Why Killing With Chemical Weapons Is Different from ‘Regular’ War

Skeptics of U.S. involvement in Syria ask a fair question: Why is the world expected to respond to the horror of 1,000 or so killed in the sarin-gas attacks, but not the horror of another 110,000 or so Syrian dead?

(First note that it’s not accurate to say Assad killed 110,000 people; that’s the overall death toll on both sides and civilians in the civil war. The Syrian Observatory for Human Rights breaks up the death toll as 40,146 civilians, 21,850 rebel fighters, 27,654 regime army soldiers, 17,824 pro-regime militia, and 171 members of the Hezbollah, with another 2,726 unidentified.)

Why does the world treat those killed by chemical weapons differently? The simplest explanation is that there’s an international treaty banning the use of chemical weapons, drafted and signed in the early 1990s, but no treaty banning the use of guns and missiles to kill your own people during an uprising. Almost all of the world’s governments — all of them except for Angola, Myanmar, Egypt, Israel, North Korea, South Sudan, and Syria — thought their interests would be enhanced by a global ban on the use of those weapons.

Leaders from Moscow to Beijing to Washington to Havana concluded that chemical weapons are fundamentally different from the ‘standard’ and necessary tools of war.

Guns, artillery, bombs — they’re all capable of killing lots of people, but at least they can be aimed.

A chemical weapon, once deployed, is subject to the wind and other atmospheric conditions. A biological weapon can spread well beyond the intended target. (Think of the anthrax mailings, and how they killed Postal Service employees and some Americans whose connection to the mailings remains unclear, years later.)

Some types of biological weapons aren’t that hard to make, which is why you’ll find lunatics sending ricin in the mail. Some components of chemical weapons, like chlorine, have common industrial uses. Technically tear gas is a chemical weapon (although not the kind banned by international treaties).

These types of weapons of mass destruction present a unique danger to the world because they’re both deadly and hard to control, compared to firearms and conventional arms.

How do you prevent particularly immoral SOBs running countries from using a weapon that is relatively easy to make, extremely deadly, and often intimidating and terrorizing? The only real deterrent is to make the consequences sufficiently dire. Sure, you may kill your enemy with the poison, but the rest of the world will gang up on you.

But in order to work, the rest of the world has to gang up on the perpetrator! So far, most countries don’t seem interested. France might. Turkey might. Everyone else is a ‘no’ and the American public also isn’t interested. Even the United Nations secretary-general is arguing that U.S. bombing to enforce the treaty, without Security Council approval, would be illegal. Of course, Russia will veto any resolutions to use force.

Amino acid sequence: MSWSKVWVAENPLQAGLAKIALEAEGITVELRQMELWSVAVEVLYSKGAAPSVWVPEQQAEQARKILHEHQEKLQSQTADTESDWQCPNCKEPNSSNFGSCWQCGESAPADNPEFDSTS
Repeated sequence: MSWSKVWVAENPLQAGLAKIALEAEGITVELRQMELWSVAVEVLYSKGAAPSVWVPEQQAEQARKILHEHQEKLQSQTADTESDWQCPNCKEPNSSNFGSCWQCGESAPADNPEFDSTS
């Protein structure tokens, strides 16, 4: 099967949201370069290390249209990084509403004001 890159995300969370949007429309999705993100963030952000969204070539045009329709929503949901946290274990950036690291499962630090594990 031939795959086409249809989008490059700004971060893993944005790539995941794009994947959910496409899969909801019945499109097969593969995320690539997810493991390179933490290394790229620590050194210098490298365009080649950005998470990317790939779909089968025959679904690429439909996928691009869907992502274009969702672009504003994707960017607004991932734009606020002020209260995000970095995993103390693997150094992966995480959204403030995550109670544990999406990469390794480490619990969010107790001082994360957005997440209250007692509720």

Most Popular

Politics & Policy

Students’ Anti-Gun Views

Are children innocents or are they leaders? Are teenagers fully autonomous decision-makers, or are they lumps of mental clay, still being molded by unfolding brain development? The Left seems to have a particularly hard time deciding these days. Take, for example, the high-school students from Parkland, ... Read More
PC Culture

Kill Chic

We live in a society in which gratuitous violence is the trademark of video games, movies, and popular music. Kill this, shoot that in repugnant detail becomes a race to the visual and spoken bottom. We have gone from Sam Peckinpah’s realistic portrayal of violent death to a gory ritual of metal ripping ... Read More

Romney Is a Misfit for America

Mitt’s back. The former governor of Massachusetts and occasional native son of Michigan has a new persona: Mr. Utah. He’s going to bring Utah conservatism to the whole Republican party and to the country at large. Wholesome, efficient, industrious, faithful. “Utah has a lot to teach the politicians in ... Read More
Law & the Courts

What the Second Amendment Means Today

The horrifying school massacre in Parkland, Fla., has prompted another national debate about guns. Unfortunately, it seems that these conversations are never terribly constructive — they are too often dominated by screeching extremists on both sides of the aisle and armchair pundits who offer sweeping opinions ... Read More

Fire the FBI Chief

American government is supposed to look and sound like George Washington. What it actually looks and sounds like is Henry Hill from Goodfellas: bad suit, hand out, intoning the eternal mantra: “F*** you, pay me.” American government mostly works by interposition, standing between us, the free people at ... Read More
Film & TV

Black Panther’s Circle of Hype

The Marvel Cinematic Universe (MCU) first infantilizes its audience, then banalizes it, and, finally, controls it through marketing. This commercial strategy, geared toward adolescents of all ages, resembles the Democratic party’s political manipulation of black Americans, targeting that audience through its ... Read More